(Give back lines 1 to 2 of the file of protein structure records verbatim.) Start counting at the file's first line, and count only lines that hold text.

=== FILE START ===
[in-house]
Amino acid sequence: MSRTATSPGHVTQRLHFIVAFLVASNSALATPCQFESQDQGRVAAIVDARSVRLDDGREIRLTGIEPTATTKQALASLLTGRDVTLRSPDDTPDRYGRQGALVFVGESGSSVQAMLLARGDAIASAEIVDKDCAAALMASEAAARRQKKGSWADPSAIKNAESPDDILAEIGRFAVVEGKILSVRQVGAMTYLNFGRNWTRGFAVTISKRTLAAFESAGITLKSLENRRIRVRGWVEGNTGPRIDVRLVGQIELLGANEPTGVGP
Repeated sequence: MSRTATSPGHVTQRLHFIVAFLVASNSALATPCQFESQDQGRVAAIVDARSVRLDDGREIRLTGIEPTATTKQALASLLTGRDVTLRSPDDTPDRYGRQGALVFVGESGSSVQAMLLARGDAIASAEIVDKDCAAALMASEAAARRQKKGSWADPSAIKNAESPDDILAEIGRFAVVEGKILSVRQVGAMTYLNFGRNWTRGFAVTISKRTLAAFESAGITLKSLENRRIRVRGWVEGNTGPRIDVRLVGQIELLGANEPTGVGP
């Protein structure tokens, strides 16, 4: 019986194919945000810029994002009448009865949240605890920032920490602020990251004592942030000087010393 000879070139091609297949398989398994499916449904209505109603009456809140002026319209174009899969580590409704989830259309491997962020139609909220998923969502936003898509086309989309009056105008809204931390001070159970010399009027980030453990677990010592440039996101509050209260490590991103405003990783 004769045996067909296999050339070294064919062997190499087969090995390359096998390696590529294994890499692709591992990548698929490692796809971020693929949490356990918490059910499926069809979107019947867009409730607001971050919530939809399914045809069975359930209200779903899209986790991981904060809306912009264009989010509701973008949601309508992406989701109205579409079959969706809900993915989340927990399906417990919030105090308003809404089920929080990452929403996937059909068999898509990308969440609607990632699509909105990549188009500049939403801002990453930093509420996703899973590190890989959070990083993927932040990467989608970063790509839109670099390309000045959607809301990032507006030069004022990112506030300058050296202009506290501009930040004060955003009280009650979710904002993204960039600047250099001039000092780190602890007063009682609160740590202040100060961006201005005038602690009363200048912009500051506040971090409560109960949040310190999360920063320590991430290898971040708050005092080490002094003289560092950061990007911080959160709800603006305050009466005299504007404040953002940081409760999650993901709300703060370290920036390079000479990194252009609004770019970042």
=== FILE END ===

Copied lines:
[in-house]
Amino acid sequence: MSRTATSPGHVTQRLHFIVAFLVASNSALATPCQFESQDQGRVAAIVDARSVRLDDGREIRLTGIEPTATTKQALASLLTGRDVTLRSPDDTPDRYGRQGALVFVGESGSSVQAMLLARGDAIASAEIVDKDCAAALMASEAAARRQKKGSWADPSAIKNAESPDDILAEIGRFAVVEGKILSVRQVGAMTYLNFGRNWTRGFAVTISKRTLAAFESAGITLKSLENRRIRVRGWVEGNTGPRIDVRLVGQIELLGANEPTGVGP